"I would say that in the current 'early days' era of security tokens we have the equivalent of a few separate app stores (issuance platforms). Each uses its own system for creating apps (tokens). None of them talk to each other today, so to connect to other necessary parts of the ecosystem there has to be a proprietary integration for each one. There is no common protocol underneath it all … there is not today an Android-like ecosystem where all of these app stores, and all the other market participants that make this all work, can plug in."
In his analogy, it would be like if Instagram had its own app store, as did every other app, and you could never assume that a given app would work with your phone.
To address the concern about the lack of standards regulatory compliance verification, Swarm has created an interoperability-focused security token protocol called Market Access Protocol (MAP), "to solve existing inefficiencies and difficulties encountered by token issuers, investors, exchanges, and qualification providers" as they explain on their website." MAP, which stands for Market Access Protocol, acts as a tool to determine whether a wallet is compliant with securities regulations, and only allows transactions to occur if compliance is verified. Exchanges can integrate MAP to ensure compliant transactions, investors can use a MAP wallet to prove investor status across platforms, and token-issuers can ensure that investors have accreditation. And it's not just for Swarm's SRC20 tokens.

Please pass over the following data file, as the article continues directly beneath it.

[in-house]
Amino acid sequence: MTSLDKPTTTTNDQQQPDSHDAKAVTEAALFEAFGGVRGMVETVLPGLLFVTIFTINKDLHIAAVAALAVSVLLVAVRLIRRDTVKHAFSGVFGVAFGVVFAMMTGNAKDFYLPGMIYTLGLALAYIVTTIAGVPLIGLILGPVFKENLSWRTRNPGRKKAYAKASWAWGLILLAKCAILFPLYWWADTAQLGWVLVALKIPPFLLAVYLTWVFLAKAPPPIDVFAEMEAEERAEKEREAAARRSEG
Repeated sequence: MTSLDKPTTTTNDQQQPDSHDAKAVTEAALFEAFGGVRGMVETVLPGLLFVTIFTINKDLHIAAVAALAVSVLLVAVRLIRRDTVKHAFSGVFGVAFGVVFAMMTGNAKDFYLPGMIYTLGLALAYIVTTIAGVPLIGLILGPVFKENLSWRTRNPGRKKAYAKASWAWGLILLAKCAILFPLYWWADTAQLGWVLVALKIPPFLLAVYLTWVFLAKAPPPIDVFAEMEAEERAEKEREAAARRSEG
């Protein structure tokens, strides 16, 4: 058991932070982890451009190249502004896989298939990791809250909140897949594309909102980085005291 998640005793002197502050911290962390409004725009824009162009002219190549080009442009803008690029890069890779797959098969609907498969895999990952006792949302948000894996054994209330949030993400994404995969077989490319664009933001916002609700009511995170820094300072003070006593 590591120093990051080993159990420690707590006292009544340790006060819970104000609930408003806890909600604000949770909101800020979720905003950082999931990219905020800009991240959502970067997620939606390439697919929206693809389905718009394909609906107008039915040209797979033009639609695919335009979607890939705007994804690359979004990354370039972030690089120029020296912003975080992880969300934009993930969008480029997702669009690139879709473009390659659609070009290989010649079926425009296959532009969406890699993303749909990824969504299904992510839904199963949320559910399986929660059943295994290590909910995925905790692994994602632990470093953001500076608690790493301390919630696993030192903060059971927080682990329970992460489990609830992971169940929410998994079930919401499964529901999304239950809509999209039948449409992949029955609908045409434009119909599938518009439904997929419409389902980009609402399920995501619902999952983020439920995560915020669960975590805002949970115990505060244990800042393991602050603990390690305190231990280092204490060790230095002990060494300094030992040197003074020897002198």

In a Medium post announcing the release of MAP, Swarm advertises that "MAP can be opened to any other token infrastructure to be used as a data ruleset/transfer agent on other blockchains." Pieper attributes this blockchain agnosticism to Swarm's not-for-profit business model. "For-profit companies are duty bound to deliver maximum return to their shareholders/VCs and their bottom line, not to a community or other ecosystem participants," he says. "They can't provide the infrastructure, but that model is still compatible with MAP – they can build on it like anyone else and offer their service and utilize MAP to serve their customers."
While MAP offers a way for investors, exchanges, and token-issuers to ensure regulatory compliance, this doesn't address other problems associated with the abundance of differing securities token standards. The tokens may still be technically incapable of integrating with various dApps, exchanges, or EDCCs (smart contracts). For this reason, Pieper believes very few of the standards popping up will ultimately be adopted outside of the "walled gardens within which they are being created." Yet he says he's glad they are all being created because it's a sign of a lot of people seeing the potential in digital securities.